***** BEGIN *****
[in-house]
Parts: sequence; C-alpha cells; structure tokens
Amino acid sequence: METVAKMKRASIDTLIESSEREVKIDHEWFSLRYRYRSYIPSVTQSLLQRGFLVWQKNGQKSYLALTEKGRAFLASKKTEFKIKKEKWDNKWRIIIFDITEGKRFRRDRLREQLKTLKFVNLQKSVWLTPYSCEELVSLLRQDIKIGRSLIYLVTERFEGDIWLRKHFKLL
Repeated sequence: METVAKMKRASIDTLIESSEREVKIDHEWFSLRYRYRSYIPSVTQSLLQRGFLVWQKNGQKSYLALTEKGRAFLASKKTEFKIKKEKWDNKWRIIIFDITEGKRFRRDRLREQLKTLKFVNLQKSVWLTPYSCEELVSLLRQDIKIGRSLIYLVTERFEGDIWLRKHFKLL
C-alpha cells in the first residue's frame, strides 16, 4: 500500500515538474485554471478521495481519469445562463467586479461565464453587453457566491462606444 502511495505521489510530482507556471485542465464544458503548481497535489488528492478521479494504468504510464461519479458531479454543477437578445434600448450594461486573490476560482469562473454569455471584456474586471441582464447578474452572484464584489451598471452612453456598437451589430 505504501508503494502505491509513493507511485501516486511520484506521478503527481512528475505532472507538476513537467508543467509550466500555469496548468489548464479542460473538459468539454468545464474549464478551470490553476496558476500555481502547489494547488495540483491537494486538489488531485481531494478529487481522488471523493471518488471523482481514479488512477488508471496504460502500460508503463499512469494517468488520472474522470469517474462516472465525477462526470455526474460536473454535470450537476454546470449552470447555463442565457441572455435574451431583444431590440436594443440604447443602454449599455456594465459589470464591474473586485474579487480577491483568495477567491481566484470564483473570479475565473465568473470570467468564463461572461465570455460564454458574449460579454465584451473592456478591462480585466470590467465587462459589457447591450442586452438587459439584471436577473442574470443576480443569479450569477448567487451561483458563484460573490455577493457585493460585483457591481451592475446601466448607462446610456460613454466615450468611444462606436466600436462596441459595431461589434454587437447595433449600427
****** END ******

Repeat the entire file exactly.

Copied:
[in-house]
Parts: sequence; C-alpha cells; structure tokens
Amino acid sequence: METVAKMKRASIDTLIESSEREVKIDHEWFSLRYRYRSYIPSVTQSLLQRGFLVWQKNGQKSYLALTEKGRAFLASKKTEFKIKKEKWDNKWRIIIFDITEGKRFRRDRLREQLKTLKFVNLQKSVWLTPYSCEELVSLLRQDIKIGRSLIYLVTERFEGDIWLRKHFKLL
Repeated sequence: METVAKMKRASIDTLIESSEREVKIDHEWFSLRYRYRSYIPSVTQSLLQRGFLVWQKNGQKSYLALTEKGRAFLASKKTEFKIKKEKWDNKWRIIIFDITEGKRFRRDRLREQLKTLKFVNLQKSVWLTPYSCEELVSLLRQDIKIGRSLIYLVTERFEGDIWLRKHFKLL
C-alpha cells in the first residue's frame, strides 16, 4: 500500500515538474485554471478521495481519469445562463467586479461565464453587453457566491462606444 502511495505521489510530482507556471485542465464544458503548481497535489488528492478521479494504468504510464461519479458531479454543477437578445434600448450594461486573490476560482469562473454569455471584456474586471441582464447578474452572484464584489451598471452612453456598437451589430 505504501508503494502505491509513493507511485501516486511520484506521478503527481512528475505532472507538476513537467508543467509550466500555469496548468489548464479542460473538459468539454468545464474549464478551470490553476496558476500555481502547489494547488495540483491537494486538489488531485481531494478529487481522488471523493471518488471523482481514479488512477488508471496504460502500460508503463499512469494517468488520472474522470469517474462516472465525477462526470455526474460536473454535470450537476454546470449552470447555463442565457441572455435574451431583444431590440436594443440604447443602454449599455456594465459589470464591474473586485474579487480577491483568495477567491481566484470564483473570479475565473465568473470570467468564463461572461465570455460564454458574449460579454465584451473592456478591462480585466470590467465587462459589457447591450442586452438587459439584471436577473442574470443576480443569479450569477448567487451561483458563484460573490455577493457585493460585483457591481451592475446601466448607462446610456460613454466615450468611444462606436466600436462596441459595431461589434454587437447595433449600427